The angels left Abraham at noon time, and they reached Sodom at the approach of evening. As a rule, angels proclaim their errand with the swiftness of lightning, but these were angels of mercy, and they hesitated to execute their work of destruction, ever hoping that the evil would be turned aside from Sodom. With nightfall, the fate of Sodom was sealed irrevocably, and the angels arrived there.
Bred in the house of Abraham, Lot had learnt from him the beautiful custom of extending hospitality, and when he saw the angels before him in human form, thinking they were wayfarers, he bade them turn aside and tarry all night in his house. But as the entertainment of strangers was forbidden in Sodom on penalty of death, he dared invite them only under cover of the darkness of night, and even then he had to use every manner of precaution, bidding the angels to follow him by devious ways.
The angels, who had accepted Abraham's hospitality without delay, first refused to comply with Lot's request, for it is a rule of good breeding to show reluctance when an ordinary man invites one, but to accept the invitation of a great man at once. Lot, however, was insistent, and carried them into his house by main force. At home he had to overcome the opposition of his wife, for she said, "If the inhabitants of Sodom hear of this, they will slay thee."
Lot divided his dwelling in two parts, one for himself and his guests, the other for his wife, so that, if aught happened, his wife would be spared. Nevertheless it was she who betrayed him. She went to a neighbor and borrowed some salt, and to the question, whether she could not have supplied herself with salt during daylight hours, she replied, "We had enough salt, until some guests came to us; for them we needed more." In this way the presence of strangers was bruited abroad in the city.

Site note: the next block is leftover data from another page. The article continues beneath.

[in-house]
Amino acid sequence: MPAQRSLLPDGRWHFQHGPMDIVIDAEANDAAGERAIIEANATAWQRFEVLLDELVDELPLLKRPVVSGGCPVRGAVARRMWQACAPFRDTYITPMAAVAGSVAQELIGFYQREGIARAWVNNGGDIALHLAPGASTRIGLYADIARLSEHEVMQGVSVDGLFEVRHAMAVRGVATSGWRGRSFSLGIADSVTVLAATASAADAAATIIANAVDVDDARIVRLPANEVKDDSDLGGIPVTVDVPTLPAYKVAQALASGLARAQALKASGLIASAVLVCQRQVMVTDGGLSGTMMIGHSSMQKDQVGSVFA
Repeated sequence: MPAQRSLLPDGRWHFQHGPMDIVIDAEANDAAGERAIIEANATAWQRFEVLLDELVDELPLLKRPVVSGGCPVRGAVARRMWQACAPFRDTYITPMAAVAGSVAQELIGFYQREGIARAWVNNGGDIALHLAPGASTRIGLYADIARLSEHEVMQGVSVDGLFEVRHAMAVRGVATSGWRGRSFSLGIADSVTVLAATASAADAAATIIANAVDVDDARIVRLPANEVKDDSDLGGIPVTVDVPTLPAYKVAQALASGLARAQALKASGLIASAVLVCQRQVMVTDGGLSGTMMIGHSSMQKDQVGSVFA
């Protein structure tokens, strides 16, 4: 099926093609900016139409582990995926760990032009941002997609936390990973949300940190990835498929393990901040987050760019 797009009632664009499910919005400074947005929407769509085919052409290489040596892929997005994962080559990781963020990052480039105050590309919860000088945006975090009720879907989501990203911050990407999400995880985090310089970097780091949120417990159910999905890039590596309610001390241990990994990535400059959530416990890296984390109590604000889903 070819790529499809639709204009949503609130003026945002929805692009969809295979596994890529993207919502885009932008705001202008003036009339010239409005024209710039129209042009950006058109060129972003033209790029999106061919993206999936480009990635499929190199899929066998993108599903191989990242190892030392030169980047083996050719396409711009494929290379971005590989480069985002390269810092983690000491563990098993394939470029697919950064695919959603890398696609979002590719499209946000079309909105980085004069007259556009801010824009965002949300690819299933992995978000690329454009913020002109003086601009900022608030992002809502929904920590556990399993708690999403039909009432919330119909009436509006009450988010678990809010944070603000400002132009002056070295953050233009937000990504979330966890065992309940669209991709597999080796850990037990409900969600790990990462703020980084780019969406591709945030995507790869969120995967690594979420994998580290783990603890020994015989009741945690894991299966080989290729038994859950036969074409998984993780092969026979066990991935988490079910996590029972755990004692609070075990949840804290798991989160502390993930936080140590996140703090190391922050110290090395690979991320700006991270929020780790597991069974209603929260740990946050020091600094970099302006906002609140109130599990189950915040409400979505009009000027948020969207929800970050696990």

In the beginning the angels were inclined to hearken to the petition of Lot in behalf of the sinners, but when all the people of the city, big and little, crowded around the house of Lot with the purpose of committing a monstrous crime, the angels warded off his prayers, saying, "Hitherto thou couldst intercede for them, but now no longer." It was not the first time that the inhabitants of Sodom wanted to perpetrate a crime of this sort. They had made a law some time before that all strangers were to be treated in this horrible way. Lot, who was appointed chief judge on the very day of the angels' coming, tried to induce the people to desist from their purpose, saying to them, "My brethren, the generation of the deluge was extirpated in consequence of such sins as you desire to commit, and you would revert to them?" But they replied: "Back! And though Abraham himself came hither, we should have no consideration for him. Is it possible that thou wouldst set aside a law which thy predecessors administered?"